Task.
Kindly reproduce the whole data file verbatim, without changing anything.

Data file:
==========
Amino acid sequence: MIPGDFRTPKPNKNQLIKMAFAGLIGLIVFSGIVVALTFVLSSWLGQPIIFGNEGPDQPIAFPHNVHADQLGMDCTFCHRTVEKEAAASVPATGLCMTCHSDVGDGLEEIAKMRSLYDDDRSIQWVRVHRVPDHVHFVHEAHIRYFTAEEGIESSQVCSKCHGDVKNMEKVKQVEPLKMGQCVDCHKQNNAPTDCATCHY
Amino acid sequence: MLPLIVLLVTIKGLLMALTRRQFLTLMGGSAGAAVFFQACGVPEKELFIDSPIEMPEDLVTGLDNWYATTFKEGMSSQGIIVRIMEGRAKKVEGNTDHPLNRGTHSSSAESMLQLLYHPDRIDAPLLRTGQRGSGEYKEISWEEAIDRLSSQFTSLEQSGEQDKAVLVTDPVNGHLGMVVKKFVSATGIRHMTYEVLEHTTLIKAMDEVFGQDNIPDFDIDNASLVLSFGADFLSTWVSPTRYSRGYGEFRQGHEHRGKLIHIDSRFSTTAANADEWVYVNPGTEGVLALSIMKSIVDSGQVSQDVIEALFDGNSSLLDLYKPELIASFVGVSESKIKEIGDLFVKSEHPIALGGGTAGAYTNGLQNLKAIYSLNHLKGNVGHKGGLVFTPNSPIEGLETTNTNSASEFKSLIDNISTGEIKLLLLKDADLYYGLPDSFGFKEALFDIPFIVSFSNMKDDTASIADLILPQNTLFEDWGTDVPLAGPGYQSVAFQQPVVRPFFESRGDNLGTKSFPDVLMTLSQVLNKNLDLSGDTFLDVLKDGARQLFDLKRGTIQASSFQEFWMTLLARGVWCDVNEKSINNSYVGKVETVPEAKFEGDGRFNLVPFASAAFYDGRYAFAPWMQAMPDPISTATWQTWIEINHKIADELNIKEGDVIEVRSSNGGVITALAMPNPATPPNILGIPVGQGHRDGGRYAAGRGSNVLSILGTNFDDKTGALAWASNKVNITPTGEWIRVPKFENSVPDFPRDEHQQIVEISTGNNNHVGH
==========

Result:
Amino acid sequence: MIPGDFRTPKPNKNQLIKMAFAGLIGLIVFSGIVVALTFVLSSWLGQPIIFGNEGPDQPIAFPHNVHADQLGMDCTFCHRTVEKEAAASVPATGLCMTCHSDVGDGLEEIAKMRSLYDDDRSIQWVRVHRVPDHVHFVHEAHIRYFTAEEGIESSQVCSKCHGDVKNMEKVKQVEPLKMGQCVDCHKQNNAPTDCATCHY
Amino acid sequence: MLPLIVLLVTIKGLLMALTRRQFLTLMGGSAGAAVFFQACGVPEKELFIDSPIEMPEDLVTGLDNWYATTFKEGMSSQGIIVRIMEGRAKKVEGNTDHPLNRGTHSSSAESMLQLLYHPDRIDAPLLRTGQRGSGEYKEISWEEAIDRLSSQFTSLEQSGEQDKAVLVTDPVNGHLGMVVKKFVSATGIRHMTYEVLEHTTLIKAMDEVFGQDNIPDFDIDNASLVLSFGADFLSTWVSPTRYSRGYGEFRQGHEHRGKLIHIDSRFSTTAANADEWVYVNPGTEGVLALSIMKSIVDSGQVSQDVIEALFDGNSSLLDLYKPELIASFVGVSESKIKEIGDLFVKSEHPIALGGGTAGAYTNGLQNLKAIYSLNHLKGNVGHKGGLVFTPNSPIEGLETTNTNSASEFKSLIDNISTGEIKLLLLKDADLYYGLPDSFGFKEALFDIPFIVSFSNMKDDTASIADLILPQNTLFEDWGTDVPLAGPGYQSVAFQQPVVRPFFESRGDNLGTKSFPDVLMTLSQVLNKNLDLSGDTFLDVLKDGARQLFDLKRGTIQASSFQEFWMTLLARGVWCDVNEKSINNSYVGKVETVPEAKFEGDGRFNLVPFASAAFYDGRYAFAPWMQAMPDPISTATWQTWIEINHKIADELNIKEGDVIEVRSSNGGVITALAMPNPATPPNILGIPVGQGHRDGGRYAAGRGSNVLSILGTNFDDKTGALAWASNKVNITPTGEWIRVPKFENSVPDFPRDEHQQIVEISTGNNNHVGH